For the academic year 2021-2022, I am the Fellow in Contemporary Asia, at Stanford University’s Walter H. Shorenstein Asia-Pacific Research Center. Previosuly, I was Postdoctoral Fellow in the Program on U.S.-Japan Relations at Harvard University. I obtained my PhD in 2020 from the Department of Politics at Princeton University. My dissertation was supervised by Christina Davis (chair, Harvard University), Melissa Lee, and Kosuke Imai (Harvard University). At Princeton, my work was supported by the Center for International Security Studies, the Lynde and Harry Bradley Foundation, the East Asian Program, and the Princeton Institute for International and Regional Studies.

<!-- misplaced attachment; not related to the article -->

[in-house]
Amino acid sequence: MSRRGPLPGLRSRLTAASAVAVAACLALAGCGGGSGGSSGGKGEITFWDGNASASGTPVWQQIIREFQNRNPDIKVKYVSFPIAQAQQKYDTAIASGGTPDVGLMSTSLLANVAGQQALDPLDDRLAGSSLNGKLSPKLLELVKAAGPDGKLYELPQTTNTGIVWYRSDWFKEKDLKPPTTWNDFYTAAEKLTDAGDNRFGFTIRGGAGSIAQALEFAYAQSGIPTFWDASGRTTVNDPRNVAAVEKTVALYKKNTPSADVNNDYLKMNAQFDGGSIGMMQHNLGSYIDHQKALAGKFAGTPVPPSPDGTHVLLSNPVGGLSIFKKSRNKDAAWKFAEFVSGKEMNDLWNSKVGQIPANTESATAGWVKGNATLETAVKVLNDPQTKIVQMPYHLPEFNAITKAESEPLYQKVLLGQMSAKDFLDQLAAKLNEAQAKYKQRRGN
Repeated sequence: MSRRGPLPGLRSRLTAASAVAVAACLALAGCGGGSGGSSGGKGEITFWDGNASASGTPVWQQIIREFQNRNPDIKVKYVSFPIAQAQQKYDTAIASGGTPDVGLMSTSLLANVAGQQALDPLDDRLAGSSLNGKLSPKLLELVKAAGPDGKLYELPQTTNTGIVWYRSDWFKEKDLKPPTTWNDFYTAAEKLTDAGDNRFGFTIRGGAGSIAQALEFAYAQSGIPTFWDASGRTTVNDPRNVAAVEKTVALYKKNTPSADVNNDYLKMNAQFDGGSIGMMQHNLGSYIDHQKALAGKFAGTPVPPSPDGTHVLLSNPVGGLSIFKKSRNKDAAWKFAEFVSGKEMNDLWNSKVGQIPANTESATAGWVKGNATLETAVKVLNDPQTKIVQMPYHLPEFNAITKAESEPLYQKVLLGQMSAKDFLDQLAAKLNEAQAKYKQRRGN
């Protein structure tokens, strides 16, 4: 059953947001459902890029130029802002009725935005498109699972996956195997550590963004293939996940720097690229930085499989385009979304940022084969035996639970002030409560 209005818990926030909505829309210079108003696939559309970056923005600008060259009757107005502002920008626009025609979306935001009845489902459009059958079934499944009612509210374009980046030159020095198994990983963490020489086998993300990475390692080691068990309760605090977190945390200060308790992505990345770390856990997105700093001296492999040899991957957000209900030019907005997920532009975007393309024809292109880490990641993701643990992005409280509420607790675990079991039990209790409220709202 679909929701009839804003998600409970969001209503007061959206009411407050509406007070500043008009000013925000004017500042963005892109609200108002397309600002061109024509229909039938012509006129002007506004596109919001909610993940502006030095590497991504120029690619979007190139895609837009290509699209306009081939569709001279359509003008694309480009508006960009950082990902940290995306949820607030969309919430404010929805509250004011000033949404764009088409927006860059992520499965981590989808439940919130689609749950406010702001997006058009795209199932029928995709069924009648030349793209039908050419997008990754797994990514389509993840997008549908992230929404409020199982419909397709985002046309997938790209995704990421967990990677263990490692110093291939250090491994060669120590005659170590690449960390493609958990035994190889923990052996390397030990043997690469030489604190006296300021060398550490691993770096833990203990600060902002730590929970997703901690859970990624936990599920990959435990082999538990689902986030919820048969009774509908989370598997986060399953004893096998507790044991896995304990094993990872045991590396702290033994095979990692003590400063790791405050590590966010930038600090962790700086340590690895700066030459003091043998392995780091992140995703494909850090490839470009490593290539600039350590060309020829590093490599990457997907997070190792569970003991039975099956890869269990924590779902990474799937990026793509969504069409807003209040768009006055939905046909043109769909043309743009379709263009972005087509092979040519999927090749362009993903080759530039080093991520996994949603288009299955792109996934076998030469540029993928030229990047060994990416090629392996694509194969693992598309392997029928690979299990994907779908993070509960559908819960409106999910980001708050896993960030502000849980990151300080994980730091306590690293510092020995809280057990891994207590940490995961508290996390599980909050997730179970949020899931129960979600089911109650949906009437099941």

I study international trade, regulation, and lobbying with a substantive focus on Japan. My research addresses the overarching question of how bureaucracies shape global economic governance, from a structural and agent-driven perspective. My dissertation, “The Bureaucratic Politics of Foreign Economic Policymaking,” explains the mechanisms by which stakeholders shape international economic policy through bureaucratic channels of influence. I use a diverse range of quantitative and qualitative methods to study these topics. While my research agenda primarily employs an IR approach, it has been motivated by a substantive interest in the political economy of East Asia and Japan. Several of my projects employ within-country analysis of Japan to study bureaucratic design and its effects on policy at a more granular level. Additional work looks at the micro-foundations of bureaucratic structure and its consequences for policy, examines the role of individual bureaucrats within domestic and international institutions, and develops micro-level data on bureaucratic careers and appointments.
You can find a copy of my CV here.